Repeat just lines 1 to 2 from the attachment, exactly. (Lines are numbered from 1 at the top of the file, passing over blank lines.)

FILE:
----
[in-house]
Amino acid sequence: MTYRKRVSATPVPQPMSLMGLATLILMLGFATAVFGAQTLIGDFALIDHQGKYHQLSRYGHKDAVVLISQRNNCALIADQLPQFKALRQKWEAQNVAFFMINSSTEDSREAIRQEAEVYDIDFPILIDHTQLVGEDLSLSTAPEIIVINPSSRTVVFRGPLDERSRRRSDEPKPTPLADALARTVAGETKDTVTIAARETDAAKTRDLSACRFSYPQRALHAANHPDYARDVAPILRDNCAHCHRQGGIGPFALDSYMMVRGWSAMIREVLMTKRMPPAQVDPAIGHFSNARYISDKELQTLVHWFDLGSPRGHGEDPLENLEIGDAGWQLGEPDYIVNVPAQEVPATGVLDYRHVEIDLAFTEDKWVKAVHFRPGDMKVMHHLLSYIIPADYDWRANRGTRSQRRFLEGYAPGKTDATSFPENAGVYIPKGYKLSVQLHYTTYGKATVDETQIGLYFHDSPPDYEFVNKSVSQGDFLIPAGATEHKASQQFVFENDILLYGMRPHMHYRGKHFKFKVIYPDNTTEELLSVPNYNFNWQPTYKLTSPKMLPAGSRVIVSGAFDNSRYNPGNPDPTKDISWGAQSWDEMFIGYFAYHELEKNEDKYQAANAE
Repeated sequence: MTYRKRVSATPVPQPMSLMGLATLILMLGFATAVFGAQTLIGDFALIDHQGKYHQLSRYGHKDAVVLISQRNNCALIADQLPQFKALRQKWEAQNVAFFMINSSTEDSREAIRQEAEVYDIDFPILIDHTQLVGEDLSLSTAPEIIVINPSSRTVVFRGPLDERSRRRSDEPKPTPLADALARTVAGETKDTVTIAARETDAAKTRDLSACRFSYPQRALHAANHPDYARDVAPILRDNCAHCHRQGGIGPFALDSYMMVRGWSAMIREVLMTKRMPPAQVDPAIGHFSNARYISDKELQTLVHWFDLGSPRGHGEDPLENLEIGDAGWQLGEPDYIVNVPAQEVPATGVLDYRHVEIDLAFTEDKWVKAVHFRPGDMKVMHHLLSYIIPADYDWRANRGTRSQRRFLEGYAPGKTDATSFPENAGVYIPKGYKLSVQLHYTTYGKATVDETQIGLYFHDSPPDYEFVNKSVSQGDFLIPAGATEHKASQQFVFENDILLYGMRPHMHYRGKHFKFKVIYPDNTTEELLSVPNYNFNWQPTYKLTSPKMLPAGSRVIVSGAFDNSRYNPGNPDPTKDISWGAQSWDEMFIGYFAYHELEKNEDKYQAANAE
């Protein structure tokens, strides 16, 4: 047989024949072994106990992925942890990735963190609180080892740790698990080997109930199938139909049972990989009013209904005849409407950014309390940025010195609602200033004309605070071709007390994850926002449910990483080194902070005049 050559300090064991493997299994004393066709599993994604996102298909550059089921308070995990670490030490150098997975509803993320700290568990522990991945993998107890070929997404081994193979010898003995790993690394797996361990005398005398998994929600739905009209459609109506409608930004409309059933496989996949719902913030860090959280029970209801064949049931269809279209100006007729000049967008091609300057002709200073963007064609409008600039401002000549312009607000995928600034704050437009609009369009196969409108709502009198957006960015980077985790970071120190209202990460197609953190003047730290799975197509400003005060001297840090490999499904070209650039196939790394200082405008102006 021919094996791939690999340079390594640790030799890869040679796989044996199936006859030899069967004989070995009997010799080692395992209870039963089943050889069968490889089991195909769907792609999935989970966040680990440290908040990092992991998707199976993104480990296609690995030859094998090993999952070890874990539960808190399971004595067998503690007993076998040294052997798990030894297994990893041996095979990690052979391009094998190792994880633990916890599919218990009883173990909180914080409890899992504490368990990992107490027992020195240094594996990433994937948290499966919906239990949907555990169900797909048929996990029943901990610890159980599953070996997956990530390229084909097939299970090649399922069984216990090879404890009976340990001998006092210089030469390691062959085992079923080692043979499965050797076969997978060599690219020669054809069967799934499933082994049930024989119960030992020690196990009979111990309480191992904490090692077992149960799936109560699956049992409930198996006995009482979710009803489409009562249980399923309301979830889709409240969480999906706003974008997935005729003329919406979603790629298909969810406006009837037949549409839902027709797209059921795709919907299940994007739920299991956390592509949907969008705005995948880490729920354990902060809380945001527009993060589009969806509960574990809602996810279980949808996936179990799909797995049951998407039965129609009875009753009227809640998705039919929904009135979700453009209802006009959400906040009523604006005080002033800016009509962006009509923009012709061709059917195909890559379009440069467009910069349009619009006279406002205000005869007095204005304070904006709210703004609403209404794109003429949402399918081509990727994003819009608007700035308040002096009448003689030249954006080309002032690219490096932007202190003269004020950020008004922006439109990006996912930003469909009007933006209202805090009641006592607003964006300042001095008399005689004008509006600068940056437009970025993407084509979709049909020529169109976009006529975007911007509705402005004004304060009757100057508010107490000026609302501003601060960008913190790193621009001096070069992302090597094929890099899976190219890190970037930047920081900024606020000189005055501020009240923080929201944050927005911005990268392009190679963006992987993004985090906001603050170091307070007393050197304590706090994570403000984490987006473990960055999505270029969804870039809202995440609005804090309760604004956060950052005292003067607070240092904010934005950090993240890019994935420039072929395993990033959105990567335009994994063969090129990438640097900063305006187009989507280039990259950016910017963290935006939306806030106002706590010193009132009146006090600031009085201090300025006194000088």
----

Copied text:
[in-house]
Amino acid sequence: MTYRKRVSATPVPQPMSLMGLATLILMLGFATAVFGAQTLIGDFALIDHQGKYHQLSRYGHKDAVVLISQRNNCALIADQLPQFKALRQKWEAQNVAFFMINSSTEDSREAIRQEAEVYDIDFPILIDHTQLVGEDLSLSTAPEIIVINPSSRTVVFRGPLDERSRRRSDEPKPTPLADALARTVAGETKDTVTIAARETDAAKTRDLSACRFSYPQRALHAANHPDYARDVAPILRDNCAHCHRQGGIGPFALDSYMMVRGWSAMIREVLMTKRMPPAQVDPAIGHFSNARYISDKELQTLVHWFDLGSPRGHGEDPLENLEIGDAGWQLGEPDYIVNVPAQEVPATGVLDYRHVEIDLAFTEDKWVKAVHFRPGDMKVMHHLLSYIIPADYDWRANRGTRSQRRFLEGYAPGKTDATSFPENAGVYIPKGYKLSVQLHYTTYGKATVDETQIGLYFHDSPPDYEFVNKSVSQGDFLIPAGATEHKASQQFVFENDILLYGMRPHMHYRGKHFKFKVIYPDNTTEELLSVPNYNFNWQPTYKLTSPKMLPAGSRVIVSGAFDNSRYNPGNPDPTKDISWGAQSWDEMFIGYFAYHELEKNEDKYQAANAE